Now that you know the questions to ask yourself about beehive removal, you can figure out whether or not a hive on your property should go, and whether or not you should do it yourself.
When you find a bee hive on your property, you might debate about whether or not it needs to be removed. You would probably breathe easier around your home knowing that it was gone and no one would risk being stung, but then again, removing it can be a stressful experience and expense you don’t want to waste money on. Keep reading to learn about the specific circumstances in which you need to call in a bee exterminator.
If you, anyone in your family, a frequent guest or even a neighbor is allergic to bees, then you need to have a professional come in and deal with the hive. Individuals allergic to bee stings can suffer reactions that range from unpleasant to unconsciousness to even being fatal, depending on the level of allergy and how much venom they are stuck with.
If you have pets that ever get outside, then you also have another reason to get rid of a bee hive. Curious animals might notice the scent or taste of honey and start exploring the hive, having no idea what response might be awaiting them within the honeycomb. Spare your kittie or pooch the pain and suffering, as well as sparing your wallet the trip to the vet. The price of a bee exterminator can often be much cheaper than your pet’s medication and doctor bills.
The placement of a bee hive also matters. In urban areas, or homes with small yards and lots of foot traffic, removal is usually a good idea, even if the hive is not on or in a home’s actual structure. Alternatively, some rural estates, such as farms, might choose to leave hives that are on the property edges or in natural areas, just to keep handy pollinators around for plant purposes. However, this is a rare exception to the rule.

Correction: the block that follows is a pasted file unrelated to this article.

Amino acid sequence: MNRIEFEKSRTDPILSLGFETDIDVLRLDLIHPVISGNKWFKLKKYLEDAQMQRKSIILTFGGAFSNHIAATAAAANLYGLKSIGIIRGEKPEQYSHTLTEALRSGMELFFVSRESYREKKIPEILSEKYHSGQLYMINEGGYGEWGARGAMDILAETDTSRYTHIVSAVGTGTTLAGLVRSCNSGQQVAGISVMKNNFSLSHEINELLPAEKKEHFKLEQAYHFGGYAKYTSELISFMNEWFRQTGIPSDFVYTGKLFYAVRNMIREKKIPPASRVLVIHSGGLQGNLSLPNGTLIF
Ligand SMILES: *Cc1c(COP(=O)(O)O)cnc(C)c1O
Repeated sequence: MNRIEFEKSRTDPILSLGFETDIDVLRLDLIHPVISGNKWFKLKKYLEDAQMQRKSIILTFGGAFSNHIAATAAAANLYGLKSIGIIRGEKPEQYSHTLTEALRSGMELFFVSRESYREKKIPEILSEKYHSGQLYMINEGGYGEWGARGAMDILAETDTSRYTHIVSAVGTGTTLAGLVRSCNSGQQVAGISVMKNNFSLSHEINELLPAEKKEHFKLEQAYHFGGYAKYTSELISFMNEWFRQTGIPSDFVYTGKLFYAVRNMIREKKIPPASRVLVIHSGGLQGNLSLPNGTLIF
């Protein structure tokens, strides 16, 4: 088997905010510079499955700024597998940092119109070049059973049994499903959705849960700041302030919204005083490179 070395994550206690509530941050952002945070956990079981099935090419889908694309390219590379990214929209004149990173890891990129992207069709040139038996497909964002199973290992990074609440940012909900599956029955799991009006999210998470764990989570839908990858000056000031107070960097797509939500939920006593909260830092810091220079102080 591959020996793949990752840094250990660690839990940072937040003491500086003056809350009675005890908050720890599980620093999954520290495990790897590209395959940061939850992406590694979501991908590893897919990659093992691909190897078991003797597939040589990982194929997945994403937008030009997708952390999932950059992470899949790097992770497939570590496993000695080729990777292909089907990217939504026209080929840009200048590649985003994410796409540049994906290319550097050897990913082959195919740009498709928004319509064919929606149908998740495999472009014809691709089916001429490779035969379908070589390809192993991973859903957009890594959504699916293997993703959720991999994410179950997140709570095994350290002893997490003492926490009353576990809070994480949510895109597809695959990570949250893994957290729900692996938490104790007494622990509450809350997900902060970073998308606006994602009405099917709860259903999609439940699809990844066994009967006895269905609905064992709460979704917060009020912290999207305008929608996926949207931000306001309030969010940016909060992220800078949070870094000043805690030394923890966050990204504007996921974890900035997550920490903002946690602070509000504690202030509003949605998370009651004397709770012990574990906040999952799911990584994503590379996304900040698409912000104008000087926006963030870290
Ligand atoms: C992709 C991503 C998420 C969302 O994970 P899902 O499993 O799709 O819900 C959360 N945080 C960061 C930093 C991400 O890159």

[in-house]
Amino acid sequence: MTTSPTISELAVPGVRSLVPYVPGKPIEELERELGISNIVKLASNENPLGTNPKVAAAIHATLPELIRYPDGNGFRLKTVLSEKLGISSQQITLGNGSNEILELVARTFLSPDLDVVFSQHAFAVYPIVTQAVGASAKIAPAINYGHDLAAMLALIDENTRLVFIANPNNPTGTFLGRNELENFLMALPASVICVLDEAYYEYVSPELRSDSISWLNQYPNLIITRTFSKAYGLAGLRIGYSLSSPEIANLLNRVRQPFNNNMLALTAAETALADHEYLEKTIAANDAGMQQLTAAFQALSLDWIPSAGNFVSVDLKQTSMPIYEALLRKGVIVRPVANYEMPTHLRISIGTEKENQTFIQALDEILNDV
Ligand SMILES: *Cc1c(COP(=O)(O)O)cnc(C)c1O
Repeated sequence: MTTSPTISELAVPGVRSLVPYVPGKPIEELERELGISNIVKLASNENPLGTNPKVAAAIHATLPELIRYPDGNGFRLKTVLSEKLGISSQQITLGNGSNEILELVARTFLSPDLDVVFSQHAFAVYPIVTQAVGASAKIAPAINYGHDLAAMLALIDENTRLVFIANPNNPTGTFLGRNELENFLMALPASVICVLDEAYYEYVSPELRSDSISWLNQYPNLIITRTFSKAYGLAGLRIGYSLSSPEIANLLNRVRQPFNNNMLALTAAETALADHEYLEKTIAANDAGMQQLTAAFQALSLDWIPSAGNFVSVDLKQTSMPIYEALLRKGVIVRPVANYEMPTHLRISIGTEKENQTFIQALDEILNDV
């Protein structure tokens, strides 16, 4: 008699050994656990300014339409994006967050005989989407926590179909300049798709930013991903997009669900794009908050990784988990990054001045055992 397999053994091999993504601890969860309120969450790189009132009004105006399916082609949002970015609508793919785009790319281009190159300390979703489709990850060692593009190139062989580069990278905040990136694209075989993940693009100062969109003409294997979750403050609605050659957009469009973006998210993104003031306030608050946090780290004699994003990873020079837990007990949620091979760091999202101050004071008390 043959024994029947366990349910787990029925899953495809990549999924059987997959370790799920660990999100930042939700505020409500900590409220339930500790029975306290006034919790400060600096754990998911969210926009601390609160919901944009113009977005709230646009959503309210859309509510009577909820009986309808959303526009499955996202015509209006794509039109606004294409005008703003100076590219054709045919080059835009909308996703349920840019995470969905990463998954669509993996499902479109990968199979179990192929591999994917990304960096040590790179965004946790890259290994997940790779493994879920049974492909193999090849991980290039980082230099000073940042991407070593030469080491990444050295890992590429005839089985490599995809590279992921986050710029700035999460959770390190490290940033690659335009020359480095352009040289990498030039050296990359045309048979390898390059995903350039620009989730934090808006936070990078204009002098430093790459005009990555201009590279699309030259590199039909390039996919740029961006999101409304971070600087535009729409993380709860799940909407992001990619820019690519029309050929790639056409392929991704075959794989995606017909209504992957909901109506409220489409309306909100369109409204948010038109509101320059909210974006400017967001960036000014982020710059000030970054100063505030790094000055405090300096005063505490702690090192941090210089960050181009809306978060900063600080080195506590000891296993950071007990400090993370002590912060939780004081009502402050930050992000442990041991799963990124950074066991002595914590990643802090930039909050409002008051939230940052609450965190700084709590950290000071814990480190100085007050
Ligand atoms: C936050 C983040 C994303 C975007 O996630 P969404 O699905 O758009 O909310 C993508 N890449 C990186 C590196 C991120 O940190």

Anytime you find a hive on or inside the physical structure of your home, the hive needs to be dealt with. While a bee hive might not look very big, it can hold tens of pounds of honey, which for all its sweet taste is very destructive to the interior structures of homes and buildings.
Even if you’re concerned with the national decline of the honey bee population, don’t let your commitment to the environment prevent you from calling in a professional for a consultation. If it turns out that your local hive is honey bees, many bee exterminator services are actually able and quite willing to salvage such hives and relocate them to some place where they can remain useful but far away from you.
If it turns out that your hive is bumble bees, ground bees or especially carpenter bees, then you need to have the hive and population within dealt with promptly. Calling in a bee professional promptly can spare your home and family unfortunate incidents and leave your future free of events that might sting. When you see a hive on your property, have it reviewed and removed if necessary.